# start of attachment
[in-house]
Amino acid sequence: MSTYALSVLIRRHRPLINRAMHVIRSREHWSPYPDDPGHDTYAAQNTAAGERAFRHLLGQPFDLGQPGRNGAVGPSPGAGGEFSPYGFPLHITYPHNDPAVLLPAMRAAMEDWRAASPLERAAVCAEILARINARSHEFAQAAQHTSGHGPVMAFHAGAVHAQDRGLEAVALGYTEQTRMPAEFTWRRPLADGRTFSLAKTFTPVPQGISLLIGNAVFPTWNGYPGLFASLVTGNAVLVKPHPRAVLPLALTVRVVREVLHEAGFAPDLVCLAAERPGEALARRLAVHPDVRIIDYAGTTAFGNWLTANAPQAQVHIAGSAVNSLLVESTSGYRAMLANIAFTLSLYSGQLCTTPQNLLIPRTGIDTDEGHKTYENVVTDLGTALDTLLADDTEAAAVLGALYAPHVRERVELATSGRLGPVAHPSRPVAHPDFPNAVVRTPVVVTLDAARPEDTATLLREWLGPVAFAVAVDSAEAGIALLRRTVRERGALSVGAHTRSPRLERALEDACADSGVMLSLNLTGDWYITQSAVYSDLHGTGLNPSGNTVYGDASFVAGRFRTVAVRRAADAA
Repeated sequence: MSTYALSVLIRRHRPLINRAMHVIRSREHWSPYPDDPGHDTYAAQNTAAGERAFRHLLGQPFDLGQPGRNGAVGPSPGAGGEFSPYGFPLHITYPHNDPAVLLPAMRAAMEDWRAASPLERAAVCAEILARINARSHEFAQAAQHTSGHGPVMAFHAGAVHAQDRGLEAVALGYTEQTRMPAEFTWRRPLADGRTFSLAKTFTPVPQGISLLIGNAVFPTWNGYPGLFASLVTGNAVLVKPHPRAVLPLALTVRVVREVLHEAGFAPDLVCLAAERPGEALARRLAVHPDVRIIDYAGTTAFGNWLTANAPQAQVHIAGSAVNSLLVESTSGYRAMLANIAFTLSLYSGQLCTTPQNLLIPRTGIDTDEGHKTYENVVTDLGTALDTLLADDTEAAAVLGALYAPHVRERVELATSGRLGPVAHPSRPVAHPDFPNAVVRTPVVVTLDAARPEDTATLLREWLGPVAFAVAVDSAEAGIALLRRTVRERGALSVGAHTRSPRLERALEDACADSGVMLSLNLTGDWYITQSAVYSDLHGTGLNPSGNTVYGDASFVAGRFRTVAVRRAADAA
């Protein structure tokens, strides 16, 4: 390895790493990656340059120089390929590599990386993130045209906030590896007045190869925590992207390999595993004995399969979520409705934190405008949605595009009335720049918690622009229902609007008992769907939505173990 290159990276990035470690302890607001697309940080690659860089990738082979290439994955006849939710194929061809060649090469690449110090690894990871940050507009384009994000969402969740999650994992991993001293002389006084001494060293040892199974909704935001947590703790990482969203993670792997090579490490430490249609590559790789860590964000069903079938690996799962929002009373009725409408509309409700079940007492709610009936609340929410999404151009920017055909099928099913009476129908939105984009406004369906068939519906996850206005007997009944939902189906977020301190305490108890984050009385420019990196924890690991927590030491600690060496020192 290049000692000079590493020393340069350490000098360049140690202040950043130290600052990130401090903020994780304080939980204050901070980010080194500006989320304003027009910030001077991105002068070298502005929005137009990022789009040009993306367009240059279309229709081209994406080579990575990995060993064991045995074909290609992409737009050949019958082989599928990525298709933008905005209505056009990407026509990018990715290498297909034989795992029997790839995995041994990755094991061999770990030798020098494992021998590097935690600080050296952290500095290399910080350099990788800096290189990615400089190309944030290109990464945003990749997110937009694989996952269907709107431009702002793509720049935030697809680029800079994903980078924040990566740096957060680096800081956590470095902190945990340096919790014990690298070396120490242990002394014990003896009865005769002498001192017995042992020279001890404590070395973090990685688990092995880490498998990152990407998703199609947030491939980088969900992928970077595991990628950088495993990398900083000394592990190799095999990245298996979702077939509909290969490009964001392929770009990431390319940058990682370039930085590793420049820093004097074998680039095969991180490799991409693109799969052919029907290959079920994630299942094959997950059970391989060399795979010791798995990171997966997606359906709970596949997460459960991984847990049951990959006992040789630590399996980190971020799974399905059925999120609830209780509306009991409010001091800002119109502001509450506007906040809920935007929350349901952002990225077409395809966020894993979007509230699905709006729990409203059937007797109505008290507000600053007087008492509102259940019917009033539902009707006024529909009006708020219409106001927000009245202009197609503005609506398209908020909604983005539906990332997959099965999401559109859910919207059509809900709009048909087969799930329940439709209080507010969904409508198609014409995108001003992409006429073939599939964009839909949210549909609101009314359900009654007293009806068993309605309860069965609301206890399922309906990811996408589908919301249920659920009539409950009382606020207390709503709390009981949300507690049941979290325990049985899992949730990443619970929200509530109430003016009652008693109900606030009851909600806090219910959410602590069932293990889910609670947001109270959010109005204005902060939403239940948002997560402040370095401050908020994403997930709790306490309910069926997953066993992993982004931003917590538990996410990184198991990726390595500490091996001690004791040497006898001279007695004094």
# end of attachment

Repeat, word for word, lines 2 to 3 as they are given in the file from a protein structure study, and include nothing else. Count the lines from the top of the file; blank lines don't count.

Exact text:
Amino acid sequence: MSTYALSVLIRRHRPLINRAMHVIRSREHWSPYPDDPGHDTYAAQNTAAGERAFRHLLGQPFDLGQPGRNGAVGPSPGAGGEFSPYGFPLHITYPHNDPAVLLPAMRAAMEDWRAASPLERAAVCAEILARINARSHEFAQAAQHTSGHGPVMAFHAGAVHAQDRGLEAVALGYTEQTRMPAEFTWRRPLADGRTFSLAKTFTPVPQGISLLIGNAVFPTWNGYPGLFASLVTGNAVLVKPHPRAVLPLALTVRVVREVLHEAGFAPDLVCLAAERPGEALARRLAVHPDVRIIDYAGTTAFGNWLTANAPQAQVHIAGSAVNSLLVESTSGYRAMLANIAFTLSLYSGQLCTTPQNLLIPRTGIDTDEGHKTYENVVTDLGTALDTLLADDTEAAAVLGALYAPHVRERVELATSGRLGPVAHPSRPVAHPDFPNAVVRTPVVVTLDAARPEDTATLLREWLGPVAFAVAVDSAEAGIALLRRTVRERGALSVGAHTRSPRLERALEDACADSGVMLSLNLTGDWYITQSAVYSDLHGTGLNPSGNTVYGDASFVAGRFRTVAVRRAADAA
Repeated sequence: MSTYALSVLIRRHRPLINRAMHVIRSREHWSPYPDDPGHDTYAAQNTAAGERAFRHLLGQPFDLGQPGRNGAVGPSPGAGGEFSPYGFPLHITYPHNDPAVLLPAMRAAMEDWRAASPLERAAVCAEILARINARSHEFAQAAQHTSGHGPVMAFHAGAVHAQDRGLEAVALGYTEQTRMPAEFTWRRPLADGRTFSLAKTFTPVPQGISLLIGNAVFPTWNGYPGLFASLVTGNAVLVKPHPRAVLPLALTVRVVREVLHEAGFAPDLVCLAAERPGEALARRLAVHPDVRIIDYAGTTAFGNWLTANAPQAQVHIAGSAVNSLLVESTSGYRAMLANIAFTLSLYSGQLCTTPQNLLIPRTGIDTDEGHKTYENVVTDLGTALDTLLADDTEAAAVLGALYAPHVRERVELATSGRLGPVAHPSRPVAHPDFPNAVVRTPVVVTLDAARPEDTATLLREWLGPVAFAVAVDSAEAGIALLRRTVRERGALSVGAHTRSPRLERALEDACADSGVMLSLNLTGDWYITQSAVYSDLHGTGLNPSGNTVYGDASFVAGRFRTVAVRRAADAA